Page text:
Sep 042013
 

I’m working on a new project a few minutes at a time in the Dakotabranch back shop.

Like the Nose Job project I shared with you this spring, this new unit is based on an old Japan-built HO scale Atlas GP7.

The windshield is a part from DesPlaines Hobbies.

The windshield is a part from DesPlaines Hobbies.

Unlike the TCWR project which has no prototype, this one will be based as closely to BN’s GP10 fleet as is reasonable.
I’ve chosen to use an Atlas unit for this project, mainly for the reliable operation that Atlas diesels are known for.   Also, the handrail stanchions and castings resemble the originals found on the former GN and NP GP7’s that were rebuilt into GP10 units by BN in the 1970’s.

A number of shortcomings exist with the GP7 in using it for a Burlington Northern GP10.  Most notable is the high short hood.  I took my experience from the TCWR project and applied it to this one.    Using a slightly different method, I’m happy with the early results.

The air filter is a details west part, while the winterization hatch is from Cal-Scale.   I could not find a proper very square hatch with a round hole in the top for the fan.

The air filter is a details west part, while the winterization hatch is from Cal-Scale. I could not find a proper very square hatch with a round hole in the top for the fan.

Options exist for addressing this issue, listed from somewhat reasonable to insane:

  • Use Proto 2000 chassis and drive components, with a GP20 fuel tank and air reservoirs.  I’ve owned Proto geeps in the past and know how they run.   I’m not putting a bunch of time into build a GP10 shell to put on a crappy chassis.
  • Mill the Atlas GP7 frame to accept a Proto GP20 fuel tank
  • Re-cast the frame entirely, with a corrected fuel and air tank arrangement

I’ve decided not to do anything about the situation with the fuel and air tanks.   If anybody has a better idea, I’d like to hear about it.

So, as of this writing my progress:

  • Completely disassembled trucks, motor and transmission, and shell
  • Chopped the nose and assmbled or fabricated cab parts: two-piece windshield from DesPlaines Hobbies,   numberboards and headlights, cut from an Athearn Dash-2 cab, filed to profile.
  • Ground off ALL the cast-on detail on the front and rear pilots.
  • Installed 3-cluster MU hoses
  • Installed an anti-climber on the front pilot (is an anti-climber on an early geep bad-ass or what?)
  • Fit a BN GP10 specific air filter housing to the roof.
  • Shaved off grab iron and eyebolt cast-on details and replaced them with #78 holes for wire versions of the same.
  • Removed the previous owner’s decals.  (sorry, I’m a fan of western railroads)

Next steps:

I've ground off all the molded on detail on both pilots and begun replacing it with new super detail parts.

I’ve ground off all the molded on detail on both pilots and begun replacing it with new super detail parts.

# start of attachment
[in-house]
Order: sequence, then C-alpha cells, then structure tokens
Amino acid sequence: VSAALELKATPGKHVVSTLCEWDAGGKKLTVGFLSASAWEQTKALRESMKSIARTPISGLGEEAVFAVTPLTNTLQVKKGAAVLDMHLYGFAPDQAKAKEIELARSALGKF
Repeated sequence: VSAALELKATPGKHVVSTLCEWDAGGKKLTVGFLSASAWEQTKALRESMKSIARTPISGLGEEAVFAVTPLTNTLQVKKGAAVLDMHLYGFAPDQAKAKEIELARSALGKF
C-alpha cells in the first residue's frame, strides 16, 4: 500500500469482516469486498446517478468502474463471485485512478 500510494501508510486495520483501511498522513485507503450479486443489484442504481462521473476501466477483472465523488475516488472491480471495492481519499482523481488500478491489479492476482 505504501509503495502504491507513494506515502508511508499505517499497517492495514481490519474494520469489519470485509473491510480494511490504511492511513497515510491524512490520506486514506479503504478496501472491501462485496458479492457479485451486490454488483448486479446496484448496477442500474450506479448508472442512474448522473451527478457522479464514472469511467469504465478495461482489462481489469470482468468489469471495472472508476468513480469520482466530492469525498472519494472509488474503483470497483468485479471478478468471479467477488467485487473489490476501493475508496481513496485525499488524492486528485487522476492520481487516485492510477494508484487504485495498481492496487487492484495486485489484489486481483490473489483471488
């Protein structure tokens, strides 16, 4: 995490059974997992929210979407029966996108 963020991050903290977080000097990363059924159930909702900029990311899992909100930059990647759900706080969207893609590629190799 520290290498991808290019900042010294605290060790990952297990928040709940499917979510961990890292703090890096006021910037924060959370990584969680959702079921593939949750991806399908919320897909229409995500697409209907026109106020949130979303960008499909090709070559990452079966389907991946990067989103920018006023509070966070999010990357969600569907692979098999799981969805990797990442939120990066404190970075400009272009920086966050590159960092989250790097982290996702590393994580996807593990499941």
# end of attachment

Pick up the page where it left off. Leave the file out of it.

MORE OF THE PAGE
• Install more pilot detail – wire cut levers,couplers
  • Install eyebolts on roof, as appropriate
  • Wash the shell and bare frame to prepare for paint
  • Treat handrails with plastic paint adhesion promoter
  • paint the frame sidesill, handrails and most of the shell green.

All of this work is very slow right now, because I have little time to spare for this project, given my current situation.  But I hope by October 31, I’ll have a finished product.

Sep 042013
 

Those of you that know me have been following the wild ride that Mrs. Dakotabranch and I have been on this summer and early fall.  The end result of this will be very positive.  However, there is some unavoidable short term unpleasantness associated with our situation.

Due to our situation, I’ll be sitting out this year’s Sioux Falls half-marathon.    I never planned to run the whole marathon, but was looking forward to a 13.1, or Harry as some people call it.  Half the distance, twice the fun?

But not when you have the crud in your lungs during the week before the race, as I do right now.  It has been there since 8/22.

That brings me to my next point, which is the importance of keeping a running log.   I use an Excel spreadsheet.  I know some people like to use those fancy-schmancy ones from their Garmin, RunKeeper, iPhone, whatever.   I’ve found that I can enter data about how I feel, how well certain clothing works in the cold weather and info about new shoes.  This spreadsheet helps me recall how long I’ve been under the weather.

This stuff doesn’t plot on a graph well, but it sure is nice to have.  The process of updating it doesn’t become a burden because I’m motivated to see how many miles I’ve got left this month.   So I’m never more than a day or two late putting in run data.

All this in addition to having the benefit of motivating me to run the miles I want to.   Last year was the first year I recorded every run.   I almost made 1,300 miles in 2012.   We’ll see what The Twins have to say about 1,200 in 2013 when they are born.  Right now I’m on pace to easily make that number by new year’s eve.